What depth the fish are at depends largely on time of day and water temperature.  Figuring this out, if not evident by rising / feeding fish, then simply work the water column. I usually start at the top and work my way down, but when you figure out where the Trout are in the water column you’ll know what line and fly weight to use.

In low light they’re near the surface and in bright sunny conditions you’ll find them a lot deeper

When you’re in the right zone, accuracy and presentation trumps distance, you’ll be surprised how many fish are within 10 meters of the edge of where you’re positioned. Now I love casting, but no angler has caught a fish with his fly in the air, so don’t spend more time trying to make longer casts….the basic maths tells you that the more your fly is in the water the more fish you will catch.

Focus on putting the fly in the right spot as gently as possible….to much casting simply scares fish in the vicinity.

Retrievals depends on fly and line selection and there’s no definitive right or wrong way, my fast and your slow can be worlds apart and how short or long you strip is very subjective, let alone the pause in-between.

Remember to hang your fly. By simply lifting your rod slowly with about 8 meters of line still in the water (most fly lines have a hang marker), changes the angle of the fly through the water column, which often induces the strike, if a fish is following……and you’d be amazed how many fish follow without you knowing!

What fly works has fuelled more debates on bar stools than I care to remember and there’s a library of books to prove it. Colour and how the fly swims are my main criteria when it comes to streamer selection. Obviously only when you enjoy some success with a particular pattern do you gain the required confidence, which is key to stop you changing flies too frequently.

My simple rule of thumb is try keep your fly in the water longer, again logic dictating that you can’t catch a fish with your fly out of it.

So, Let the fish find your fly…..this is a pearl that only after chasing too many trout have I begun to truly appreciate.

Eden Bleu

The Seychelles has become the go to place for fishermen who want to experience wild, untouched fishing in a pristine environment. The island nation consists of a hundred and fifteen islands, scattered over a large area of the Indian ocean. The capital city, Victoria, is on the main island of Mahe’, as is the country’s international airport.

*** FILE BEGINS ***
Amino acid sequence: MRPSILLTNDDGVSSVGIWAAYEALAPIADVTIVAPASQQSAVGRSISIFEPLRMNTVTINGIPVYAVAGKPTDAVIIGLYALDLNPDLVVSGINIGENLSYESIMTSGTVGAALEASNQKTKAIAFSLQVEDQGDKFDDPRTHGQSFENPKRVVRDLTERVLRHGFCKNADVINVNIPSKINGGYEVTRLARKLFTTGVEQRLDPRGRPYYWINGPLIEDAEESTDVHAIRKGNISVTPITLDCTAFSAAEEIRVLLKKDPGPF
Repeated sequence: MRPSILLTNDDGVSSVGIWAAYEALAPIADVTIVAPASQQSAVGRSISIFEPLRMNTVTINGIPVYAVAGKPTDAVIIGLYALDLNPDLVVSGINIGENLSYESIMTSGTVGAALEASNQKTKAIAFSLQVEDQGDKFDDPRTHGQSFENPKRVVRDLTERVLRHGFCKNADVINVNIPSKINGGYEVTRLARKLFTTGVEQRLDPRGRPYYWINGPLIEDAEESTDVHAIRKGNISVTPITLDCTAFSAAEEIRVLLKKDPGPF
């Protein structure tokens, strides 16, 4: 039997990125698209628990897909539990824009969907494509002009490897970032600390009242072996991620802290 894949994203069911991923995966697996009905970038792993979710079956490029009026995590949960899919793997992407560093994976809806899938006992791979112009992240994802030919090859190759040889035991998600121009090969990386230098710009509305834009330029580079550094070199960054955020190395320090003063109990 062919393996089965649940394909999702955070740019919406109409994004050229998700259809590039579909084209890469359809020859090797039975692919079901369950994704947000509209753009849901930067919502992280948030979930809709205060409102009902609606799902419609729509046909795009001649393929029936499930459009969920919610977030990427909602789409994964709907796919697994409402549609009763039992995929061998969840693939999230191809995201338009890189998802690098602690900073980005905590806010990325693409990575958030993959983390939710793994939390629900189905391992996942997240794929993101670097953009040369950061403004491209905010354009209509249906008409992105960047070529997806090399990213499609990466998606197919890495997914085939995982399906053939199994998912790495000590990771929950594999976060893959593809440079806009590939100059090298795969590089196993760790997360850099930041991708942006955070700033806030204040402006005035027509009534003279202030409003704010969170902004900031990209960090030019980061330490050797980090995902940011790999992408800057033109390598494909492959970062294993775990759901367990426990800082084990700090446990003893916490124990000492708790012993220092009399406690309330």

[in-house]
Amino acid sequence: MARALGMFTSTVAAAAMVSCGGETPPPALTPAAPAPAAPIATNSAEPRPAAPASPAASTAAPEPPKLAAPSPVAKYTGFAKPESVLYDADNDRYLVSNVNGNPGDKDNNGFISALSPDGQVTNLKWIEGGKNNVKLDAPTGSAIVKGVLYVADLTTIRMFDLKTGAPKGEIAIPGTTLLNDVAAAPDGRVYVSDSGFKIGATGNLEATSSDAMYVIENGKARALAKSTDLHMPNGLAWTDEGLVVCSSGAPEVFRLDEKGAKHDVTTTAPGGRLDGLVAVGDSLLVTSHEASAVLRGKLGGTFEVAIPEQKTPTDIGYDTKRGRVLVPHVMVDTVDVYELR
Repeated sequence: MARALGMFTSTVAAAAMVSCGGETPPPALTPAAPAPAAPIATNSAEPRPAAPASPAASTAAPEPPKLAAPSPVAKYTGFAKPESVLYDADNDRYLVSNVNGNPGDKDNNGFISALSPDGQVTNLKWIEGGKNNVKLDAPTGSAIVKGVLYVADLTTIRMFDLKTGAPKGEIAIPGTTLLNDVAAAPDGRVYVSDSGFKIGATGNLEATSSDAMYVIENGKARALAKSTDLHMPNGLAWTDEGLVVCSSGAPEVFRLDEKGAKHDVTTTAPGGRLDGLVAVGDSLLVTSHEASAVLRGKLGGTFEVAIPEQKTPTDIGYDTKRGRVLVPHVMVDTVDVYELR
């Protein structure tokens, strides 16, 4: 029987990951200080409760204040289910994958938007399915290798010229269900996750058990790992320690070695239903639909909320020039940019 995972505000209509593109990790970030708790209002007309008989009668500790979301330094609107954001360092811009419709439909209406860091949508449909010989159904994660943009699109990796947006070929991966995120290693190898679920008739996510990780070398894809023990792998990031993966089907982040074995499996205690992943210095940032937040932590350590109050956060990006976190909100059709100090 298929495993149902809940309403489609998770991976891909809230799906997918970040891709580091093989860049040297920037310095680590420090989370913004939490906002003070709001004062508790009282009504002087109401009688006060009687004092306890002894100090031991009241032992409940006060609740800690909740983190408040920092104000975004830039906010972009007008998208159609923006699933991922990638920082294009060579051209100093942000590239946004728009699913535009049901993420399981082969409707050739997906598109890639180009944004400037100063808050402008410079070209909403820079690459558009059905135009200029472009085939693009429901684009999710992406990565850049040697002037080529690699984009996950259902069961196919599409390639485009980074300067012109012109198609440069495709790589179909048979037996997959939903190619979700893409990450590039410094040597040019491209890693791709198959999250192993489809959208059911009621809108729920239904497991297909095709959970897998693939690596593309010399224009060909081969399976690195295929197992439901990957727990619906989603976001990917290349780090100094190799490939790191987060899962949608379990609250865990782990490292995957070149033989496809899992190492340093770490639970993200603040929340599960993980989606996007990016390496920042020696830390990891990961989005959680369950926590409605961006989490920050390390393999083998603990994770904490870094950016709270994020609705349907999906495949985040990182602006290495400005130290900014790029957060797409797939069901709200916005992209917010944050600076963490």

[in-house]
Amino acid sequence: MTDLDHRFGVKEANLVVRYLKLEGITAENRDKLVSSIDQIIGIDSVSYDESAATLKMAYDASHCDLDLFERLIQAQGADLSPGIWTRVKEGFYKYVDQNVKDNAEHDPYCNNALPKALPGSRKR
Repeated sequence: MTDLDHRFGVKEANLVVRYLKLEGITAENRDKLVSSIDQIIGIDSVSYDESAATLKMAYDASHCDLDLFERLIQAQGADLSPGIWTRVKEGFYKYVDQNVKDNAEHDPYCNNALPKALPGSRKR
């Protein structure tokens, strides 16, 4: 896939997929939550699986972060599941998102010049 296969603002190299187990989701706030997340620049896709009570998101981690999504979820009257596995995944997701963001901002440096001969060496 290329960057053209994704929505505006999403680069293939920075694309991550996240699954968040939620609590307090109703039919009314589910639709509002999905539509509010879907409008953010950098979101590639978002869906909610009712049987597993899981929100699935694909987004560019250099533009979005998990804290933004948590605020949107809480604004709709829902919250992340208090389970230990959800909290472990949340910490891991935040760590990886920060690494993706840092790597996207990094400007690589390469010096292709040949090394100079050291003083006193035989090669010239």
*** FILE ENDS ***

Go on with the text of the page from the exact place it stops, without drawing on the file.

Just off Mahe’ is a fifty-six-hectare man-made island and marina with accommodation in the form of penthouses, townhouses and apartments. Also on Eden island is the magnificent four-star Eden Bleu hotel. The hotel rooms either have garden views or views over the island’s beautiful marina.

The Eden Bleu hotel is the perfect jumping off point for trips to the Seychelles outer islands, when one needs to overnight on Mahe’ prior to or after a visit to one of the remote destinations. Day fishing trips can be undertaken from Eden Bleu, where one can be taken out to the drop off of Mahe’s plateau. This involves a boat ride of around thirty-five miles each way.

Fishing some of the outer coral atolls is spectacular and is generally reserved for fly fishing. Most of this is done on the flats around the islands and species such as bonefish, permit, triggerfish, milkfish, GTs and many others can be caught. Most of the fishing is sight fishing and is some of the most exciting fishing experiences that one could possibly experience are to be had. 

The fishing around the drop off is excellent. This normally takes the form of trolling, jigging or popping with strong gamefishing tackle. Big gamefish such as marlin and sailfish, yellowfin and dogtooth tuna, dorado, wahoo and giant trevally are commonly caught in this remote and isolated area.

The drop off, as the name implies, is a massive underwater wall, coming up from the depths of the ocean, to around 30m from the surface. There is excellent fish holding structure along the drop off and plenty of current upwelling to bring nutrients up from the depths, which results in plenty of filter feeding baitfish being present in the area.